Likewise, if you want to know how many seconds are in three days, first you’ll need to calculate how many minutes there are in three days. Three days is 72 hours ($24 hours * 3 days$), equivalent to 4,320 minutes ($72 hours * 60 minutes$), or 259,200 seconds ($4,320 minutes * 60 seconds$).
You can do this for really big numbers, too. How many seconds are in a month? Well, the average month is 30.42 days. A day is 24 hours, so the average month is 730.08 hours (30.42 days * 24 hours). 730.08 hours is equal to 43,804.8 minutes (730.08 hours * 60 minutes), or 2,628,288 seconds (43,804.8 minutes * 60 seconds).
...in a second 
.. in a minute 
...in an hour 
...in a day 
...in a week 
...in a month 
...in a year 
…in a decade 
...in a century 

Seconds 
1 
60 
3,600 
86,400 
604,800 
2,628,288 
3.1536 × 10^7 
3.1536 × 10^8 
3.1536 × 10^9 
Minutes 
$1/60$ 
1 
60 
1,440 
10,080 
43,804.8 
525,600 
5.256 × 10^6 
5.256 × 10^7 
Hours 
$1/3600$ 
$1/60$ 
1 
24 
168 
730.08 
8,760 
87,600 
876,000 
Days 
$1/86400$ 
$1/1400$ 
$1/24$ 
1 
7 
30.42 
365 
3,650 
36,500 
Weeks 
$1/604800$ 
$1/10080$ 
$1/168$ 
$1/7$ 
1 
4.3 
52 
520 
5,200 
Months 
$1/2628288$ 
$1/43804.8$ 
$1/730.08$ 
$1/30.42$ 
$1/4.3$ 
1 
12 
120 
1,200 
Years 
$1/(3.1536 × 10^7)$ 
$1/525600$ 
$1/87600$ 
$1/365$ 
$1/52$ 
$1/12$ 
1 
10 
100 
Decades 
$1/(3.1536 × 10^8)$ 
$1/(5.256 × 10^6)$ 
$1/3650$ 
$1/520$ 
$1/520$ 
$1/120$ 
$1/10$ 
1 
10 
Centuries 
$1/(3.1536 × 10^9)$ 
$1/(5.256 × 10^7)$ 
$1/876000$ 
$1/36500$ 
$1/5200$ 
$1/1200$ 
$1/100$ 
$1/10$ 
1 
Key Tips for Time Conversions
It’s not a big deal if you can’t memorize this whole table—most people can’t tell you how many seconds are in a decade off the top of their head. But the calculations are simple math—you just need to know the basics!
One Minute = 60 Seconds
One Hour = 60 Minutes
One Day = 24 Hours
One Week = 7 Days
One Year = 52 Weeks
One Decade = 10 Years
One Century = 10 Decades
It can be difficult to figure out how many days or weeks are in a month, because months vary in length between 28 and 31 days. If you find yourself needing to figure things out on a more exact basis, use the number of days in the specific month you’re looking for rather than trying to use an average.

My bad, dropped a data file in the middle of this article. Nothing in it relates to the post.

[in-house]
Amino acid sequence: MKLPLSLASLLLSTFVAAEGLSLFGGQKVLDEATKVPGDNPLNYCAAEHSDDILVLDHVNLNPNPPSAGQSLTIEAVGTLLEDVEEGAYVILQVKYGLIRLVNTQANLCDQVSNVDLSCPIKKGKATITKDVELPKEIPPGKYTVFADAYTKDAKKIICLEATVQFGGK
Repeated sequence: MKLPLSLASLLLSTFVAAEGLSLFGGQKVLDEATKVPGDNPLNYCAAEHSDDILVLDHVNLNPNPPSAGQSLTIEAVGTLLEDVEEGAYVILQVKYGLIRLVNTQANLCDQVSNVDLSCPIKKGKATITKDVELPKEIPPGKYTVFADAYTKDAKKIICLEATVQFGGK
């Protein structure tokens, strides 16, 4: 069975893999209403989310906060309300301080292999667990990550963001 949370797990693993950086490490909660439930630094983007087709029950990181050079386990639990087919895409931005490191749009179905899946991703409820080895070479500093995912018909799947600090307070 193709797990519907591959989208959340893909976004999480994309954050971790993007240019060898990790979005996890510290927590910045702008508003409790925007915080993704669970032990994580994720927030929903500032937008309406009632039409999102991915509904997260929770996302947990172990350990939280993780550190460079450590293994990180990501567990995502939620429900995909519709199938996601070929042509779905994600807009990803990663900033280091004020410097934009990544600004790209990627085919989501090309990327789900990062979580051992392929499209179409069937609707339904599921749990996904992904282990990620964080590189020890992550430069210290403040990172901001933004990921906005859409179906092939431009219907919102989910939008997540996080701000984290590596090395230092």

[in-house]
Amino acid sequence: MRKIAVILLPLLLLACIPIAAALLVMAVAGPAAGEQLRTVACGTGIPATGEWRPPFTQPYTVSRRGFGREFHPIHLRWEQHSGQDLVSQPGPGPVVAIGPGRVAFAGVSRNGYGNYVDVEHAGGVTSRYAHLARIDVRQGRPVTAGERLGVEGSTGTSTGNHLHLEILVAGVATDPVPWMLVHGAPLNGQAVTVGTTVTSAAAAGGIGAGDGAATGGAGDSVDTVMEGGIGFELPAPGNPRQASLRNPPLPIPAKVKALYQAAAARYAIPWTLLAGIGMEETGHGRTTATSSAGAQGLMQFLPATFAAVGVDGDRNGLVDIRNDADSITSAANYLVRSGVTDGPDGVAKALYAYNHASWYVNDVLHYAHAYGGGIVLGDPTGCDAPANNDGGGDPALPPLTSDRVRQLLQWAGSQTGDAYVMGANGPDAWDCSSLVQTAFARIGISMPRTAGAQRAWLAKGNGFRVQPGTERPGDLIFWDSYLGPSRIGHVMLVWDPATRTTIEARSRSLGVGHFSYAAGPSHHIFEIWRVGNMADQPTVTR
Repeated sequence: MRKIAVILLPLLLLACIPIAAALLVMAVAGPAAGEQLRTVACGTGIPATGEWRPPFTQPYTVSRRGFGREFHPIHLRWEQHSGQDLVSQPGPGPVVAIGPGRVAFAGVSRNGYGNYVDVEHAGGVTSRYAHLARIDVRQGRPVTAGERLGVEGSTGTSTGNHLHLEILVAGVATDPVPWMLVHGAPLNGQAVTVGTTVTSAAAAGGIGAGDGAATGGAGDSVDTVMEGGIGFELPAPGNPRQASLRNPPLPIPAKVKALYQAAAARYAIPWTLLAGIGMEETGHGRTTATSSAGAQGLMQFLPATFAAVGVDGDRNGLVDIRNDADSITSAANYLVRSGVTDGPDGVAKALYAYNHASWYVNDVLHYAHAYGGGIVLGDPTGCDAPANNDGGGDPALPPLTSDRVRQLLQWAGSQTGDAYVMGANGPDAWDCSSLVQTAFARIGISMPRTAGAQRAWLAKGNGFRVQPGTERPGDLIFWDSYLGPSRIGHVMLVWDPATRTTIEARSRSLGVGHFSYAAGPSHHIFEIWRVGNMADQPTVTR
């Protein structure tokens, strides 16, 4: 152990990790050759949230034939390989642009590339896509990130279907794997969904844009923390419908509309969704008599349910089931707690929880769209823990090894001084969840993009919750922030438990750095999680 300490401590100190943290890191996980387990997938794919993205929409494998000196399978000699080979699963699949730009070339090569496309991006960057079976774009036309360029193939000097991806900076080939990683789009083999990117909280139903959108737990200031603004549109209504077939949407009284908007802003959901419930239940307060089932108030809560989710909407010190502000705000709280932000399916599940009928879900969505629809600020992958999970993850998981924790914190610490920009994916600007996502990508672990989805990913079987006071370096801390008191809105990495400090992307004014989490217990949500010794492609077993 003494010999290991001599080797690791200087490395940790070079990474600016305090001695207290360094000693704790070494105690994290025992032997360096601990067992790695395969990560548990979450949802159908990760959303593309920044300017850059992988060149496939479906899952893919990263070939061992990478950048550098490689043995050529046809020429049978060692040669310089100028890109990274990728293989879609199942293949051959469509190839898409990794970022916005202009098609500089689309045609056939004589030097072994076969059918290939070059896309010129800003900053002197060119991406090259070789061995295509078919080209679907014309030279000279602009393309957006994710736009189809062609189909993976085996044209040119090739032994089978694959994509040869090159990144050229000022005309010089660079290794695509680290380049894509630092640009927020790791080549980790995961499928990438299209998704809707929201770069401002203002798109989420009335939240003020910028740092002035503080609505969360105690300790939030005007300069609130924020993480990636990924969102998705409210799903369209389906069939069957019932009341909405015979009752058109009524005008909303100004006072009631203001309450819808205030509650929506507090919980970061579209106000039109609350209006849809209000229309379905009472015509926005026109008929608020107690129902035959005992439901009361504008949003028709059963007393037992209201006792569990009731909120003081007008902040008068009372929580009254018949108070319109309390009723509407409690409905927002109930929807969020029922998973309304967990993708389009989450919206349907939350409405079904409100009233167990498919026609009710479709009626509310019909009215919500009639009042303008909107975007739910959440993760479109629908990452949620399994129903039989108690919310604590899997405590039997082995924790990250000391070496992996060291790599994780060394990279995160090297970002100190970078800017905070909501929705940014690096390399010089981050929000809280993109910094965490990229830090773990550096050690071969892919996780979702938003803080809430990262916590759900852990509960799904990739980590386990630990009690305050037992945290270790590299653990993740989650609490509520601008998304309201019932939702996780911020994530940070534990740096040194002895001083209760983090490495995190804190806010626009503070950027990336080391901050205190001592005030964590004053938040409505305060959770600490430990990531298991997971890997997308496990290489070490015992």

If a specific month won’t work and you just want an overall sense of the number of days in a month, for example, you know that there are 365 days and 12 months in a year. Divide $365/12$ for 30.42, the average number of days in a month. You don’t have to memorize it—just solve it out!
Likewise, you can divide the number of weeks in a year, 52, by the number of months in a year, 12, to get 4.3, the average number of weeks in a month.
What’s Next?
Ready for more big numbers? Check out this guide to how many zeros there are in a billion and beyond!
If you just want to test your calculation skills, these math games are great for fifth graders!
Converting seconds to minutes and beyond requires a solid grasp of multiplication—if you need a little help with memorizing your times tables, our guide will help you out!
Have friends who also need help with test prep? Share this article!
Melissa Brinks graduated from the University of Washington in 2014 with a Bachelor's in English with a creative writing emphasis. She has spent several years tutoring K12 students in many subjects, including in SAT prep, to help them prepare for their college education.